The American experience in the rural setting may have been worse than those living in the major United States cities. Farmers in the Midwest and central United States generally suffered for a number of reasons. Hoover's protective tariffs curbed farm production and lessened the profitability of selling farmed goods overseas. Farmers also faced an overabundance of production due to the creation of the tractor. Most of their products wasted away because consumer spending was drastically reduced with the onset of the Depression.

To make matters worse, overproduction of the land in the region, coupled with a massive drought, led to an ecological disaster for farmers. This disaster was known as the 'Dust Bowl,' which witnessed massive clouds of dust and debris travel for miles and buried homes, equipment and livestock. The dust even traveled as far as Boston and New York City!

Many farmers eventually packed all their belongings into wagons and traveled across the nation toward the Pacific coast in the hope of finding new opportunities. Unfortunately, the employment prospects in states such as California were as bleak as they were in the central U.S. and Midwest. In fact, many Americans in the Pacific coastal regions faced severe unemployment. They resided in unsanitary labor camps where they typically slept on the ground and had little in the way of personal belongings. Celebrated writer John Steinbeck referred to these individuals as 'Harvest Gypsies.'

Labor Upheaval

The nation witnessed a number of labor upheavals as a result of economic conditions created by the Great Depression. In 1932, unemployed laborers from the Ford Motor Company launched a massive protest at the Ford plant in Dearborn, Michigan. The event turned violent as Ford unleashed a number of its guards, coupled with the Dearborn police, onto the disgruntled laborers. In 1934, Minneapolis Teamsters clashed with police over union-related issues.

In 1937, a labor strike broke out at the General Motors plant in Flint, Michigan over wages and unfair labor practices. Similar to the Ford incident, police and strikebreakers were called on to remove the striking workers. The strike eventually turned violent, causing a number of injuries. In the same year, the Memorial Day Massacre occurred in Chicago, Illinois. Laborers were striking against Republic Steel when police were called in to quell the incident. Unfortunately, the police fired onto the crowd after the striking masses defied an order to cease. Close to a dozen deaths were reported as a result of the violence.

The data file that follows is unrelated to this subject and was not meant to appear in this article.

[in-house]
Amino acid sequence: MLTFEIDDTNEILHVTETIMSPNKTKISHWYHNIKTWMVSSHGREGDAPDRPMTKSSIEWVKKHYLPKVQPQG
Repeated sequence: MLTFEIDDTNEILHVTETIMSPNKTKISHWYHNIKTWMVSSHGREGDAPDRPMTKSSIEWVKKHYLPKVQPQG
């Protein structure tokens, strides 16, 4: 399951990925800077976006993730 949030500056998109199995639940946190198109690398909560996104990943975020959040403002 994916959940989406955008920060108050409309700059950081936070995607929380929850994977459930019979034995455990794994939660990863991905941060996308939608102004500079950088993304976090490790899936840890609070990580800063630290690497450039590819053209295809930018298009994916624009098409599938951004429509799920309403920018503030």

Cultural Issues

While white Americans certainly suffered during the Depression years, African Americans, Hispanics and Asians faced worse economic conditions and heightened discrimination. Many minorities were the primary targets of termination by businesses in major cities. Minorities who were employed on farms were known as sharecroppers, or tenants who worked on a farmer's property and repaid the farmer in crops. Unfortunately, when the farmers were told to reduce their production, sharecropper's leases were immediately terminated due to the unavailable land. This generated a massive amount of unemployment in the black and Hispanic communities.

Hispanics and Asians were also targeted in the Pacific states. Many white Americans believed that these individuals had stolen jobs from the whites. A general disdain against Hispanics and Asians grew until the Hoover Administration approved the deportation of Hispanics from the United States. The forced migrations continued under the Roosevelt Administration until upward of two million Mexicans were removed from the United States.